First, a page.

I would have probably had Betty Stoggs but went for a previously untested Gulping Gold.  Down to the cellar she went but mine did have some life in it.

At least at first.

The Star, Godalming
Pint Taken, with the Times and Heath Ledger

Tuesday, 17 October 2017

16-17/09/17 - Finishing off the St Albans Good Beer Guide Pubs

Three months have passed since I started ticking off the Good Beer Guide pubs of that most pubby of all cities, St Albans.

In that time, a new version of the bible has been released.  2018 says farewell to the Farriers Arms and a hello to two newbies that will be visited over my latest two day visit.

Still, there is slightly less work to do than in 1884.

Harder in 1884
Pub City
Monday night sees me in the back streets of Holywell Hill.  The pub count is exceptionally high, with three ticks all lined up next to each other and several other pubs within a stone's throw.

The While Lion, Sopwell Lane, Oakham JHB
White Hart, St Albans
White Lion and their Barrel Storage
I'm in a bit a rush tonight.  I have an hour to get fed and find a pub (GBG or otherwise) that has the Albion vs Leicester game on.  I find it tricky to sleep in strange hotel beds, but Tony Pulis is a non pharmaceutical answer to that problem.

The White Lion provides one solution, recommended for its good food and exceptional service.  A steak and kidney pie should set me up nicely.

Beer wise, I found the Oakham range in several pubs.  Must be an easy drive from Peterborough to St Albans.  The JHB was a perfect pint.

White Hart, St Albans
Oakham JHB
In case you want a food review too - the pie was wonderful, even if all the steak was on one side and all the kidneys on the other.

My barman provided some advice as to where the football might be on.  This sent me on chase that would please a wild goose.  First, the Goat (Book Club on Mondays, no Football), sent me to the Garibaldi (only BT Sports) who sent me to the Beehive.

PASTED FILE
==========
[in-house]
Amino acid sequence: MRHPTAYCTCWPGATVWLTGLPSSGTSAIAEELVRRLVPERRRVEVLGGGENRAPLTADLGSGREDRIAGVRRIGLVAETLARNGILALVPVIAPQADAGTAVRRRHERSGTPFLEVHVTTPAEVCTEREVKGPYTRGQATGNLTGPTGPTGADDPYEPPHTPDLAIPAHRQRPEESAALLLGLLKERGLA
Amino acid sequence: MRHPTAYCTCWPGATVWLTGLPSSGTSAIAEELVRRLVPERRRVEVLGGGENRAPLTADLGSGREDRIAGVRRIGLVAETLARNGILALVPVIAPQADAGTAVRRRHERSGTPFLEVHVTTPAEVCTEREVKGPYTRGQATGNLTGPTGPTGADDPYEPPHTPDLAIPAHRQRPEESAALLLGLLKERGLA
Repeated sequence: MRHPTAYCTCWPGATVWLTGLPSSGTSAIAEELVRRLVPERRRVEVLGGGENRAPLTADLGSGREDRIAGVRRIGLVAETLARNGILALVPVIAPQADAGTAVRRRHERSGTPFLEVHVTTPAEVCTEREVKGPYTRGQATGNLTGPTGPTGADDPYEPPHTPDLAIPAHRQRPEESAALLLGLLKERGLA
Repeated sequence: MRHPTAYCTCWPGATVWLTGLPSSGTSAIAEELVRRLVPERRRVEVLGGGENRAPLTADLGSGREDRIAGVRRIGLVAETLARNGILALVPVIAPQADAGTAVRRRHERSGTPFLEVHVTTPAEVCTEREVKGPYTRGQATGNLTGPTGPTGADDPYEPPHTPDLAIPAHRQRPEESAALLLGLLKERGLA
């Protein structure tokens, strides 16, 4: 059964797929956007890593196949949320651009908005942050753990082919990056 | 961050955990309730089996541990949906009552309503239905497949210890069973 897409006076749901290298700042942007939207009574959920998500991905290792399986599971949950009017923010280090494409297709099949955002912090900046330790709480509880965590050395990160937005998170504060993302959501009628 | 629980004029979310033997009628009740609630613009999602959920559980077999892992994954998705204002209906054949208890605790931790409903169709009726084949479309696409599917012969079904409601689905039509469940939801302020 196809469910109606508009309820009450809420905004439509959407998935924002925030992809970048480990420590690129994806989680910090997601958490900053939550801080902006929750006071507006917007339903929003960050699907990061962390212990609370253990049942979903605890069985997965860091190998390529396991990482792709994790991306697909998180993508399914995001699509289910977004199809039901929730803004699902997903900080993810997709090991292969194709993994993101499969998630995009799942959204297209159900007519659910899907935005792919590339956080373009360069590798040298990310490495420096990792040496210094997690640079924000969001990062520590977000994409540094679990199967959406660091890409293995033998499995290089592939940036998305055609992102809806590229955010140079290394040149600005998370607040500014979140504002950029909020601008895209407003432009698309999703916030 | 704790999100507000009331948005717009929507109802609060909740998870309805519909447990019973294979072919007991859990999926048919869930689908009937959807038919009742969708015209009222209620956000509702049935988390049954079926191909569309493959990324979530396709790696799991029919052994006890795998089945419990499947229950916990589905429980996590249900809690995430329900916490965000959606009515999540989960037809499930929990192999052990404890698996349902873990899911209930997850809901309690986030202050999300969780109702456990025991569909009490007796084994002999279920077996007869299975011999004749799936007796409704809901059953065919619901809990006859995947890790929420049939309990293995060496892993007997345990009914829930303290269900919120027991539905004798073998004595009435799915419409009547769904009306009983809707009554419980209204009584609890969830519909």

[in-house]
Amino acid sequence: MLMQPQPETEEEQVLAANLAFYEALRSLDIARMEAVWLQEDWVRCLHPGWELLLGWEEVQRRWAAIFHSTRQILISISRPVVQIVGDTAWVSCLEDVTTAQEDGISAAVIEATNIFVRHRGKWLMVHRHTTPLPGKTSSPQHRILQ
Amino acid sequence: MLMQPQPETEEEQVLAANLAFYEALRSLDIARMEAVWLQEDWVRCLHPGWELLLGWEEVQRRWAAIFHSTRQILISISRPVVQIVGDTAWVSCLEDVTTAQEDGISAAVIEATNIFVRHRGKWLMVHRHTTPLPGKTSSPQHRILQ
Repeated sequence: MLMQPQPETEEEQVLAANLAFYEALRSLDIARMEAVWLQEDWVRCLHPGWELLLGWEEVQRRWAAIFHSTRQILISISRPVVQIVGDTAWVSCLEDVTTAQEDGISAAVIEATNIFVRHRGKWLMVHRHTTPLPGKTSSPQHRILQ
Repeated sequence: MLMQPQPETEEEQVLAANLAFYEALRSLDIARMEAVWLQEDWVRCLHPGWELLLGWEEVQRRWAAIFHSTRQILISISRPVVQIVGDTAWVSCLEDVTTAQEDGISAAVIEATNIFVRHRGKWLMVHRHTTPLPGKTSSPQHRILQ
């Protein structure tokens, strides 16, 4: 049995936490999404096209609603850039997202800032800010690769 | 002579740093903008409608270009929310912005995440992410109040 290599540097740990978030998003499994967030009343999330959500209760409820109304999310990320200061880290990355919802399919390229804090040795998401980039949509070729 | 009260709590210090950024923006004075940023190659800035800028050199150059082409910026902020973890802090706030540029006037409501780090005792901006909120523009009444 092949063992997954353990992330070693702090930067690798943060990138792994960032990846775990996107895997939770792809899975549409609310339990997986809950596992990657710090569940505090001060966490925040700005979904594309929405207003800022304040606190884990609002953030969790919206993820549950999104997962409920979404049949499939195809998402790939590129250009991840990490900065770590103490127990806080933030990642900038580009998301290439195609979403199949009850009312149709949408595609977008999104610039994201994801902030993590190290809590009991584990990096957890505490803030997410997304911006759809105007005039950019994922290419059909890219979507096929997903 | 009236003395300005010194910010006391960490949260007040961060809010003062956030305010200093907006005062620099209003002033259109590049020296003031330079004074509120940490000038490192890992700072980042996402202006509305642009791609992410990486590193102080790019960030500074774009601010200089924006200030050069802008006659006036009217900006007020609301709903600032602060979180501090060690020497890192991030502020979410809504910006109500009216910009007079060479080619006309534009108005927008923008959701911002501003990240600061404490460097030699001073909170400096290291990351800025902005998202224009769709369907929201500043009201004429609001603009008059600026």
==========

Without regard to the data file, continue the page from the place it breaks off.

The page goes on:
No real issue.  I'd walked a grand total of 150 yards.

The Beehive provided me with my own TV but won't be troubling the Good Beer Guide any time soon.

White Hart Tap, Keyfield Terrace, Timothy Taylor Landlord

White Hart Tap, St Albans
Post Monday Night Football
The landlord (person, not pint) is emerging from the cellar with a foul looking concoction for the only other punter in tonight.  I have to ask what an opaque, gloopy looking brew is just to confirm that Mango Cider is not for me.

Instead, I go traditional for the other Landlord.  £4.40 a pint.

And I am not even in London.

The Garibaldi, Albert Street, Fuller's ESB

Garibaldi, St Albans
Final Tick for Monday Night
This is a Fullers house, where the outside posters proudly proclaim their "Fullers Cellarmanship of the Year Award".

I have to agree - I'm quite a fan of London Pride and ESB but this is the best example I have found.  An exceptional pint.  I've read the WhatPub scoring criteria and would give it a 5.
5. Perfect. Probably the best you are ever likely to find. A seasoned drinker will award this score very rarely.

Garibaldi, St Albans
Five Star
A hook is required to get punters out on a Monday.  The Garibaldi lures people in with free cheese.

Not sure the chalk board needs to describe Fosters though.  Maybe this was ironic.

Garibaldi, St Albans
Ever wondered on the virtues of Fosters?
A 24 hour hiatus, where work got in the away of exploration.

The Mermaid, Hatfield Road, Wantsum Imperium

No problems with sleep.  In fact, I no longer like football and couldn't be bothered to get out early enough for what would be a far more exciting proposition of Spurs in the Bernabeu.

The Mermaid is a new Good Beer Guide Entry (and indeed CAMRA Local pub of the Year), heading east towards Hatfield.  Just be very careful you don't walk too far.

It is also the blokiest pub I've ever been in.  You either need to be chucking arrows or getting real excited about Harry Kane's near misses.

Six real ales on, three on the front bar and three around the side, where a miss negotiation of the sloping wooden floor, nearly puts me in the lap of the nearest football fan.

And I hadn't even taken a sip of my Wantsum.

Mermaid, St Albans
Love the Glassware

The Robin Hood, Victoria Street, Black Sheep Rye Mild

Another new entry and with this last tick, St Albans can join Lichfield and be declared fully ticked off.

Robin Hood, St Albans
Meter running wild
Not sure whether the outside bulb had gone or it was meant to be flashing on and off to lure the punters in.  No disguising the internal lighting affect though.... the Robin Hood wins the prize for brightest lit pub of all time.  I could reduce their outgoings by 20% by fitting dimmer switches and create an environment where the drunken students could slam jagermeister with a higher degree of anonymity.